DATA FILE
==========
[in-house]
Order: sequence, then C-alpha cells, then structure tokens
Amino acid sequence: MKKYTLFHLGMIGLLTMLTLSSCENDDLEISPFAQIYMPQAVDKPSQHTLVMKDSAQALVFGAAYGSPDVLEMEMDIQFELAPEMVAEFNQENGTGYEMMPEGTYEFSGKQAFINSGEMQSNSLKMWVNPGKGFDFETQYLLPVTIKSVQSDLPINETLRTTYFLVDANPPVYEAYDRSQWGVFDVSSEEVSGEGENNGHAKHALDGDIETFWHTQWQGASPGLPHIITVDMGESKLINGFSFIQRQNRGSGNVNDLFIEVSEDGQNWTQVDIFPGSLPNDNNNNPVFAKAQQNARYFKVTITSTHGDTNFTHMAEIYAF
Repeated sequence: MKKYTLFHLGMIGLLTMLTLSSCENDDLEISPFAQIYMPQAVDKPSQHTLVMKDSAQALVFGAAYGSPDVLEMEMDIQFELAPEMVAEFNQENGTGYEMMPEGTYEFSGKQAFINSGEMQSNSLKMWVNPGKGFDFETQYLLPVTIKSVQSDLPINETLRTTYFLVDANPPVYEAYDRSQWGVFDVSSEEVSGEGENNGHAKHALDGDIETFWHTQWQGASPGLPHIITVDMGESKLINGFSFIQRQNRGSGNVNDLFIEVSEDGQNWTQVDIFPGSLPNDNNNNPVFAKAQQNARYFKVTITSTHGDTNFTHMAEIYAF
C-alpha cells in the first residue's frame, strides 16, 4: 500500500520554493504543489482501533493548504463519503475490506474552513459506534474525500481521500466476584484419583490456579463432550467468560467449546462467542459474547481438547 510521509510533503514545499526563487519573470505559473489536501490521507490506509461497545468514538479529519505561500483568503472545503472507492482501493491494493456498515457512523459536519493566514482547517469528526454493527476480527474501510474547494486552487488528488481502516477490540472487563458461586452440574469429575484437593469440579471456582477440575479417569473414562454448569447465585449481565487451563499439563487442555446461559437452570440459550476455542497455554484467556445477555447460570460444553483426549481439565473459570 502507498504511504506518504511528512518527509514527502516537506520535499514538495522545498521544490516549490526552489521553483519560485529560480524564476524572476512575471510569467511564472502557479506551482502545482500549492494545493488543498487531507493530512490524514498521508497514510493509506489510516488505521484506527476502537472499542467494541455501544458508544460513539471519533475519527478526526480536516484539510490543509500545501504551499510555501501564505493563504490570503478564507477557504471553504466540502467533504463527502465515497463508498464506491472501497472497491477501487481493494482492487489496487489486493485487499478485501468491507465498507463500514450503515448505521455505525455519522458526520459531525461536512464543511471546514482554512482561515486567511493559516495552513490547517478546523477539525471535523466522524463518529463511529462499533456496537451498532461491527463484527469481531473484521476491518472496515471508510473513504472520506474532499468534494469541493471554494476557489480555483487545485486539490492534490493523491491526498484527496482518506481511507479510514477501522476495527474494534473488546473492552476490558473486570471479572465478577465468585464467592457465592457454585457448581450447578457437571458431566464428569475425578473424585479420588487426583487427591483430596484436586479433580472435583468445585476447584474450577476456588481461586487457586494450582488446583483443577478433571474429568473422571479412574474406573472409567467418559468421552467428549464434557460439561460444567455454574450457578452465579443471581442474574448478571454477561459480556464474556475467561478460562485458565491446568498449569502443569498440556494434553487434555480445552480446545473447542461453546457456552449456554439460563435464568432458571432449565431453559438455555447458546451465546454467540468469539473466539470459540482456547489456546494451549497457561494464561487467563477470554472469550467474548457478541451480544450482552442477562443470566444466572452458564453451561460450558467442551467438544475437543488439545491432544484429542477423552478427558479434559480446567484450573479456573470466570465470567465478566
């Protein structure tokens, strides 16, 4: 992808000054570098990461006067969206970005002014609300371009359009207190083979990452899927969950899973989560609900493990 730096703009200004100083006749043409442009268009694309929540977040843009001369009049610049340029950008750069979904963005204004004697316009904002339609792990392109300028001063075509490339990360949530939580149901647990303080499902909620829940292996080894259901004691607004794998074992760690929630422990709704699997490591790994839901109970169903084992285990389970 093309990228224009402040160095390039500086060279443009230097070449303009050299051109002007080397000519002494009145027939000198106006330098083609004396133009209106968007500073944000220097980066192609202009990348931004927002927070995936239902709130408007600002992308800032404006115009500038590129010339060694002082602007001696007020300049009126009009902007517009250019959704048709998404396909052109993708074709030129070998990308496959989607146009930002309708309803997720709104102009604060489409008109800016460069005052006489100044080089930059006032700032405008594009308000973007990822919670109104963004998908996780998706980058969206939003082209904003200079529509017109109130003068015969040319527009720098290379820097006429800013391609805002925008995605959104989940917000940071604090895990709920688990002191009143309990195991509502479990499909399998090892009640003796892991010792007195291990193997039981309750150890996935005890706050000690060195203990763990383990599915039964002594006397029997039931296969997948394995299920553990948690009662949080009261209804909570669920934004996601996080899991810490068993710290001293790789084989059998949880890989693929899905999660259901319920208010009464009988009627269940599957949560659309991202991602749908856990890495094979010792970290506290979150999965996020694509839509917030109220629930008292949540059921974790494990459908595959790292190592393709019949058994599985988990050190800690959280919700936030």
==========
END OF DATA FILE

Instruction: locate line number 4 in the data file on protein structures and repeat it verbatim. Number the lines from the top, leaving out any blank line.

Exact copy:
Repeated sequence: MKKYTLFHLGMIGLLTMLTLSSCENDDLEISPFAQIYMPQAVDKPSQHTLVMKDSAQALVFGAAYGSPDVLEMEMDIQFELAPEMVAEFNQENGTGYEMMPEGTYEFSGKQAFINSGEMQSNSLKMWVNPGKGFDFETQYLLPVTIKSVQSDLPINETLRTTYFLVDANPPVYEAYDRSQWGVFDVSSEEVSGEGENNGHAKHALDGDIETFWHTQWQGASPGLPHIITVDMGESKLINGFSFIQRQNRGSGNVNDLFIEVSEDGQNWTQVDIFPGSLPNDNNNNPVFAKAQQNARYFKVTITSTHGDTNFTHMAEIYAF